By Suzanne Dixon, MPH, MS, RD
Healthnotes Newswire (April 30, 2009)—For people with heart failure, even simple tasks such as walking to the mailbox can leave them winded and fatigued. A long-term study has confirmed what many heart health experts have suspected, but which until now had remained unproven: supervised, moderate aerobic exercise is safe for many people with heart failure and may improve health and quality of life.
Easing into exercise
These latest results are presented in two papers that detail a study of 2,331 medically stable 59- to 68-year-old heart failure patients, randomized to receive usual care (control) or usual care plus aerobic exercise training (intervention).
The aerobic exercise included three supervised sessions per week over three months for a total of 36 sessions, followed by a home-based program. Initial sessions consisted of 15 to 30 minutes of walking or stationary biking, performed at 60% of heart rate reserve. After six sessions, exercise was increased to 30 to 35 minutes at 70% of heart rate reserve. The final home exercise goal was five times per week for 40 minutes per session, at a heart rate of 60 to 70% of heart rate reserve.
Better life and function
After following the study participants for approximately two and a half years, researchers found:
• The intervention group exercised an average of 95 minutes per week at six months and an average of 74 minutes per week at 12 months.
• After adjusting for severity of heart failure, those in the intervention group were less likely to die of any cause, to die of heart disease-related causes, or to be hospitalized for any reason, including heart failure.
• Those in the intervention group reported significant improvements in health and quality of life, compared with those receiving usual care.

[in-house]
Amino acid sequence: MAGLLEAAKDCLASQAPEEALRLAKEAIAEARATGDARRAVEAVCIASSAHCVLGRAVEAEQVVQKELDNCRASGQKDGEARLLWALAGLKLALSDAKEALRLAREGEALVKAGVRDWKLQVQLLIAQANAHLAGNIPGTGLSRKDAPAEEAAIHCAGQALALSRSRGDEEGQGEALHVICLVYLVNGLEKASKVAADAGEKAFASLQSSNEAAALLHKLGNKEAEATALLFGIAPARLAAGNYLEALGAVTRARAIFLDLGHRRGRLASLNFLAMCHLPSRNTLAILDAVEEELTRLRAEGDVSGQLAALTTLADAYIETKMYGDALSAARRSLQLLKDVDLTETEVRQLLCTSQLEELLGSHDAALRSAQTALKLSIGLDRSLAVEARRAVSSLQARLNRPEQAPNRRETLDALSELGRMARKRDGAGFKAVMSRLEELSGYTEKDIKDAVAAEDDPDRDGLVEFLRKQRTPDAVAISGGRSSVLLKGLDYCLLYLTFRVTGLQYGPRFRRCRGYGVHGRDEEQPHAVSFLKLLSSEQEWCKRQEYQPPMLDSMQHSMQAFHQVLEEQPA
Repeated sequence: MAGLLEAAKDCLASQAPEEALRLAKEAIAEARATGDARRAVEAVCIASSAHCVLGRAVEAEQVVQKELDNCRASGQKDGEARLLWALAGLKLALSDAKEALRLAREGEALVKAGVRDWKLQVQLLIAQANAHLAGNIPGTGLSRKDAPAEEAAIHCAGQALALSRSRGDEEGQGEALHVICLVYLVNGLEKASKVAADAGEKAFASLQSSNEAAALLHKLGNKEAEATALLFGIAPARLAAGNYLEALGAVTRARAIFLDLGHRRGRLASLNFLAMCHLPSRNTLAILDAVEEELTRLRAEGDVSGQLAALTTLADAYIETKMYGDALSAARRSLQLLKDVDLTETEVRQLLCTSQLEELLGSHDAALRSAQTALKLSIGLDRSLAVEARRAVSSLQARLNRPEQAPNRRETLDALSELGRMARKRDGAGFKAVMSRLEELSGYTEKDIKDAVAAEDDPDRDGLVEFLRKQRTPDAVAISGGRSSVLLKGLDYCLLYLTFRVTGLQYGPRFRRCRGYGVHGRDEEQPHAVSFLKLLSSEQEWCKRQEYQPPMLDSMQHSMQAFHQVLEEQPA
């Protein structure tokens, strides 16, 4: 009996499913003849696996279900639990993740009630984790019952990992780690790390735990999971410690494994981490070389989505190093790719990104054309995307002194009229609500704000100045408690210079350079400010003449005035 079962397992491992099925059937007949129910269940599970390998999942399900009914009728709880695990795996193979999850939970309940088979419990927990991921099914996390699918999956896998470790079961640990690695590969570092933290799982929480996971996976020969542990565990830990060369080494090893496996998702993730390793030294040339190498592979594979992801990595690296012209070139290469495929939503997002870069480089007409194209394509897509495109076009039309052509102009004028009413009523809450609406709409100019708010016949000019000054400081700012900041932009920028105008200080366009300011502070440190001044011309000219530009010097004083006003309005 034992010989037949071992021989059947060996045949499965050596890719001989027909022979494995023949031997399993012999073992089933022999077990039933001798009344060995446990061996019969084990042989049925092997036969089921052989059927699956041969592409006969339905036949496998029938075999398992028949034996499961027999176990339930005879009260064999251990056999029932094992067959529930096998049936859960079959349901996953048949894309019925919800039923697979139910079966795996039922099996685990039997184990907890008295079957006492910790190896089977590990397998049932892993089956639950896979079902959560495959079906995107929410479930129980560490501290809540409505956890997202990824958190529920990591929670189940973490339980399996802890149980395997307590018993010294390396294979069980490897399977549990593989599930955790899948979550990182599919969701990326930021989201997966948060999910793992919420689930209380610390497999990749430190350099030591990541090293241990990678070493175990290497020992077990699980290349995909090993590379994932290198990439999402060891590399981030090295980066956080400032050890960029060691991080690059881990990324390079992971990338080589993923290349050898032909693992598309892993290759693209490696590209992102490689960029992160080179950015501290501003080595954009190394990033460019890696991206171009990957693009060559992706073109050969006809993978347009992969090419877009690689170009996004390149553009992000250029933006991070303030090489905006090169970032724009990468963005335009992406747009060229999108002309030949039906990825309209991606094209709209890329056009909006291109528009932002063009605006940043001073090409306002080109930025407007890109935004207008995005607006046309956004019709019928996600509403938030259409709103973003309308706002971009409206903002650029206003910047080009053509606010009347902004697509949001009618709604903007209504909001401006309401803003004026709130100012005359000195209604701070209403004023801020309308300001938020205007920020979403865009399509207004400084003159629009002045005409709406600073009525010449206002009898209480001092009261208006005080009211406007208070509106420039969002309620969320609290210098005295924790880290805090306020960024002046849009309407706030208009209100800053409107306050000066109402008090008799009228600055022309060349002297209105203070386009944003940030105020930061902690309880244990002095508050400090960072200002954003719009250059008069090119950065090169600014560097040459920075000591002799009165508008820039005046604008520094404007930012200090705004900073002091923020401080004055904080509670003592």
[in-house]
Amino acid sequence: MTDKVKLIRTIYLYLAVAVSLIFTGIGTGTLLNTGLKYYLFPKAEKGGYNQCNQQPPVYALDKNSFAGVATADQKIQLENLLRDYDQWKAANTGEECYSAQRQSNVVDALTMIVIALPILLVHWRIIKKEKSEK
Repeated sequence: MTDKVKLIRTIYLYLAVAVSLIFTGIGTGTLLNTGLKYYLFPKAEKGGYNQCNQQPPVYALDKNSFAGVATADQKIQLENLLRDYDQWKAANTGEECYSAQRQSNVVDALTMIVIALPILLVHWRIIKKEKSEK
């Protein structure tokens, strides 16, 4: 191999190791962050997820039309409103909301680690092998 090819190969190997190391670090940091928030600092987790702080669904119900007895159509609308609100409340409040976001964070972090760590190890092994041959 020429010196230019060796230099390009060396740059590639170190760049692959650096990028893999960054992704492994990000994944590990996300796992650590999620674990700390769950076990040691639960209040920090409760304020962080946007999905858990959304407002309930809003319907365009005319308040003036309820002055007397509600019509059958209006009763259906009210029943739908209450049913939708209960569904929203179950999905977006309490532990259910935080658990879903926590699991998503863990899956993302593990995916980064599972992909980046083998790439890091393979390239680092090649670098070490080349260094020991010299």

• Improvements in health were seen after three months and continued throughout the duration of the study.
In summary, exercise appeared safe for those with heart failure, benefited the participants quickly, reduced death and hospital admissions, and improved health.
If you have heart failure and you want to begin exercising, keep the following important points in mind:
• Always talk to your doctor before beginning any exercise plan, even simple walking.
• Heart failure is a serious condition. Certain patients with the most severe heart disease were not allowed to participate in the study, because researchers deemed exercise potentially harmful to their health.
• Most study participants did not meet their exercise goals. Even so, those who exercised at least an hour and fifteen minutes per week benefited from the program.
• For the most benefit, try to stick to the exercise goals outlined by your doctor, physical therapist, or exercise physiologist.
• If you are not meeting your prescribed exercise goals, talk to your healthcare provider about ways to address whatever prevents you from exercising.
• Exercise is no substitute for other components of your heart failure care plan. Continue to take all medications as prescribed and to follow your heart failure diet.
(JAMA 2009;301:1439-50; JAMA 2009;301:1451-9)
Suzanne Dixon, MPH, MS, RD, an author, speaker, and internationally recognized expert in chronic disease prevention, epidemiology, and nutrition, has taught medical, nursing, public health, and alternative medicine coursework. She has delivered over 150 invited lectures to health professionals and consumers and is the creator of a nutrition website acclaimed by the New York Times and Time magazine. Suzanne received her training in epidemiology and nutrition at the University of Michigan, School of Public Health at Ann Arbor.
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